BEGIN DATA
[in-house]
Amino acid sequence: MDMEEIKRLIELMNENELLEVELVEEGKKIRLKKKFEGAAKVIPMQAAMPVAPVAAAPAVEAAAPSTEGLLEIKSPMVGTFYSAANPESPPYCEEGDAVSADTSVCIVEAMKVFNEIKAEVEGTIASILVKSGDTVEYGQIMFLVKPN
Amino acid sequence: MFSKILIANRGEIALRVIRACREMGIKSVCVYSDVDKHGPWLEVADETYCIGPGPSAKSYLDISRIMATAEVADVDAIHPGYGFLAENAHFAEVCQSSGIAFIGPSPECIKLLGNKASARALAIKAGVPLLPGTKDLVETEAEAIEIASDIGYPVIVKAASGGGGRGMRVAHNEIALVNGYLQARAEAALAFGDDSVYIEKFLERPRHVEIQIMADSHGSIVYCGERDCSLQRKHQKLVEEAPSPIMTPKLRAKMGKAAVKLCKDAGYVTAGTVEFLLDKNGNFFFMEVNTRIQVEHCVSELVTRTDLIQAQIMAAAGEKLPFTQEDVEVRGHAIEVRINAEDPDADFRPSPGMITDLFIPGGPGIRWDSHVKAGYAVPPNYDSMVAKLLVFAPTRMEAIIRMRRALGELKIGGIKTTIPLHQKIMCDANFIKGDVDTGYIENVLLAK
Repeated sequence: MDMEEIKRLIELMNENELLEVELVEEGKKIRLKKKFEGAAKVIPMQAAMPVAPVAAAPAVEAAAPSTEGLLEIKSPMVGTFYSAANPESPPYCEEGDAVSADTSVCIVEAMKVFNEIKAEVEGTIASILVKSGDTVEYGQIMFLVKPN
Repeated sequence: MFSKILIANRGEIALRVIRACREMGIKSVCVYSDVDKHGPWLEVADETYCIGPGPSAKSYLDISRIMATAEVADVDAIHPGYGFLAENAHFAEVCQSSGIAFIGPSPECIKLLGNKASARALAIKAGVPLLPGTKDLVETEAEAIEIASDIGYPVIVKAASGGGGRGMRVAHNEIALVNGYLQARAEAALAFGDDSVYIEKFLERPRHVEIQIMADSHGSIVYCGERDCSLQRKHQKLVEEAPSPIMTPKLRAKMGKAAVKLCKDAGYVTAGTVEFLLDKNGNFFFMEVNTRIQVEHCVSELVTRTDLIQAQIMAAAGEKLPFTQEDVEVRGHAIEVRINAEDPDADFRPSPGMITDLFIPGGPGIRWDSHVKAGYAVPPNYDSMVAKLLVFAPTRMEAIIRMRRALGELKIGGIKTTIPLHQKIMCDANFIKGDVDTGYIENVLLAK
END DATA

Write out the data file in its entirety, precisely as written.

[in-house]
Amino acid sequence: MDMEEIKRLIELMNENELLEVELVEEGKKIRLKKKFEGAAKVIPMQAAMPVAPVAAAPAVEAAAPSTEGLLEIKSPMVGTFYSAANPESPPYCEEGDAVSADTSVCIVEAMKVFNEIKAEVEGTIASILVKSGDTVEYGQIMFLVKPN
Amino acid sequence: MFSKILIANRGEIALRVIRACREMGIKSVCVYSDVDKHGPWLEVADETYCIGPGPSAKSYLDISRIMATAEVADVDAIHPGYGFLAENAHFAEVCQSSGIAFIGPSPECIKLLGNKASARALAIKAGVPLLPGTKDLVETEAEAIEIASDIGYPVIVKAASGGGGRGMRVAHNEIALVNGYLQARAEAALAFGDDSVYIEKFLERPRHVEIQIMADSHGSIVYCGERDCSLQRKHQKLVEEAPSPIMTPKLRAKMGKAAVKLCKDAGYVTAGTVEFLLDKNGNFFFMEVNTRIQVEHCVSELVTRTDLIQAQIMAAAGEKLPFTQEDVEVRGHAIEVRINAEDPDADFRPSPGMITDLFIPGGPGIRWDSHVKAGYAVPPNYDSMVAKLLVFAPTRMEAIIRMRRALGELKIGGIKTTIPLHQKIMCDANFIKGDVDTGYIENVLLAK
Repeated sequence: MDMEEIKRLIELMNENELLEVELVEEGKKIRLKKKFEGAAKVIPMQAAMPVAPVAAAPAVEAAAPSTEGLLEIKSPMVGTFYSAANPESPPYCEEGDAVSADTSVCIVEAMKVFNEIKAEVEGTIASILVKSGDTVEYGQIMFLVKPN
Repeated sequence: MFSKILIANRGEIALRVIRACREMGIKSVCVYSDVDKHGPWLEVADETYCIGPGPSAKSYLDISRIMATAEVADVDAIHPGYGFLAENAHFAEVCQSSGIAFIGPSPECIKLLGNKASARALAIKAGVPLLPGTKDLVETEAEAIEIASDIGYPVIVKAASGGGGRGMRVAHNEIALVNGYLQARAEAALAFGDDSVYIEKFLERPRHVEIQIMADSHGSIVYCGERDCSLQRKHQKLVEEAPSPIMTPKLRAKMGKAAVKLCKDAGYVTAGTVEFLLDKNGNFFFMEVNTRIQVEHCVSELVTRTDLIQAQIMAAAGEKLPFTQEDVEVRGHAIEVRINAEDPDADFRPSPGMITDLFIPGGPGIRWDSHVKAGYAVPPNYDSMVAKLLVFAPTRMEAIIRMRRALGELKIGGIKTTIPLHQKIMCDANFIKGDVDTGYIENVLLAK